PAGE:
Drafting Original PlanThis first draft is eye catching and proves our planning to be successful. However, in my next attempt, I would like to change the image layout, so each band member has a close-up of their face. I want the images laid out in a grid formation. The image I have used for the time being is temporary, and illustrated our original image intentions.
I used Serif Craft Artist 2 as my image manipulating and layout software for the creation of both ancillary products (magazine advert and digipak). Kelsey took photos of the art pieces she had created using a range of paints and metallic colours layered in an abstract way. She kept the colours similar throughout her experimenting, so we have a digipak that will look cohesive throughout its design. I used fontspace.com to find professional looking serif and sans serif style fonts for the front cover of the digipak, here is a screenshot of me testing one font.(Below) I utilised the cut-out studio function on this software by cutting out logos from the internet, so they had no background colour. This removal of white outlines makes the magazine look professional. You simply click and drag your mouse around any areas you want removed, then save the new image ready to be applied to the design being created. This is a screenshot from when I was in the process of choosing which font I preferred, and typing access information (the band website) to the magazine advert. Overall, this software was very easy to work with, and created a good result for my final edits of ancillary products.
Headshots of the BandFor the headshots, I wanted to capture the characters of the band, so I had some members smiling and some posing. I chose to have a mixed group of members, with one mixed race male amongst white males. This diversity in the band is not only more appealing to a mass audience, but it also is conventional for alternative bands such as The Heavy and Alabama Shakes which are both contemporary.I chose four band members which is typical for most bands and an all male cast is equally conventional, as the single Parachutes includes a lead male vocalist. I will edit these photos to black and white to make this digipak and advert cohesive and conventional. As there will be a lot of colours in the backdrop, the black and white will help the images stand out.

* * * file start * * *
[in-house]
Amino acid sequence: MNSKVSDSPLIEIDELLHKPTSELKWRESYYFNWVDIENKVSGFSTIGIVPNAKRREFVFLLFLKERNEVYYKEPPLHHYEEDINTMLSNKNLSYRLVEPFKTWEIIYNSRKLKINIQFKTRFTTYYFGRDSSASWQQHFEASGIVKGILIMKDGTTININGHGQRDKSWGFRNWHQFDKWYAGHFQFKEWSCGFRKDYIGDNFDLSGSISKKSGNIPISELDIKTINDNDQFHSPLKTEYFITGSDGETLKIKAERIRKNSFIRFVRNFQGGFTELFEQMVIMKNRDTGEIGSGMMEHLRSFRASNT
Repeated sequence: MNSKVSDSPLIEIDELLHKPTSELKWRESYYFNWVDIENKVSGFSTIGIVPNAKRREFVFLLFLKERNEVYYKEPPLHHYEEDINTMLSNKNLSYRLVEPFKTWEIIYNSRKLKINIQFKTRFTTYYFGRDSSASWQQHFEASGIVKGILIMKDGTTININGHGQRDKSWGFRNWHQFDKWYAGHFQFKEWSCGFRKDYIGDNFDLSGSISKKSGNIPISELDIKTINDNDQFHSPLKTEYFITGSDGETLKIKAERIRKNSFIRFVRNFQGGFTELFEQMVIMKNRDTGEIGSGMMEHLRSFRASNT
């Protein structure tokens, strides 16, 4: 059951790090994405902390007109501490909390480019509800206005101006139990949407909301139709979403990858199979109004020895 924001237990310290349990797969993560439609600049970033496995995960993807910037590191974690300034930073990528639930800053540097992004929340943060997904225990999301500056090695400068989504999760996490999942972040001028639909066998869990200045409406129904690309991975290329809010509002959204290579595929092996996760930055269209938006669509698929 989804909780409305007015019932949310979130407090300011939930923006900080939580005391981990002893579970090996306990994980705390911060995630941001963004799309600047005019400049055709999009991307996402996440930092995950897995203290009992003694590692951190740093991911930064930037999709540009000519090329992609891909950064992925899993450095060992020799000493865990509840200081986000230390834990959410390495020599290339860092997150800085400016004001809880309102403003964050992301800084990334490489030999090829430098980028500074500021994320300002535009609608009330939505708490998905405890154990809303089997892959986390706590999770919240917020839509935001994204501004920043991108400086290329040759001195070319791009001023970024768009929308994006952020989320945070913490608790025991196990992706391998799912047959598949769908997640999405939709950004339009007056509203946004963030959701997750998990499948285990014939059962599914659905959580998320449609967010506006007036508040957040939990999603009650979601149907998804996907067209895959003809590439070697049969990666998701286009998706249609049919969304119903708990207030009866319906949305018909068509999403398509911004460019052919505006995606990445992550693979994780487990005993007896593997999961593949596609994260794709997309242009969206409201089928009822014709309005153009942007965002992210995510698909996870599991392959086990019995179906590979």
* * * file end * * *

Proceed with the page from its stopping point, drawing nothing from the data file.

Testing Grid Styles with ImagesThis grid style is unique because it has a hand-drawn effect, with rough edges and imprecise square shape. This not only adds character to this grid, but keeps the images seemingly cohesive with the rest of the magazine. This is because of the use of artistic features such as the paint in the background and dripping paint. For this grid style, the outline is not thick, and the black helps it to stand out against the darker background colours. I think the contemporary use of sans serif font in white contrasts the black nicely, but the sophisticated look of the minimal lines contrasts the arty background so much that it begins to look un-cohesive.
Making changesI chose to include all four members facing forward, so I could use the side on shots and the back of head shots for the lyric book included with the digipak. I feel the portrait shots look more eye-catching because all bad members are breaking the fourth wall with direct address, and the black and white effect helps them stand out against the bright background.
Final Magazine Advertisement For my final magazine I have tried to keep the same theme of colours, font styles and simplistic layout to the digipak. The colour scheme of blues and gold has been carried over into the magazine background to make it easily recognisable to an audience.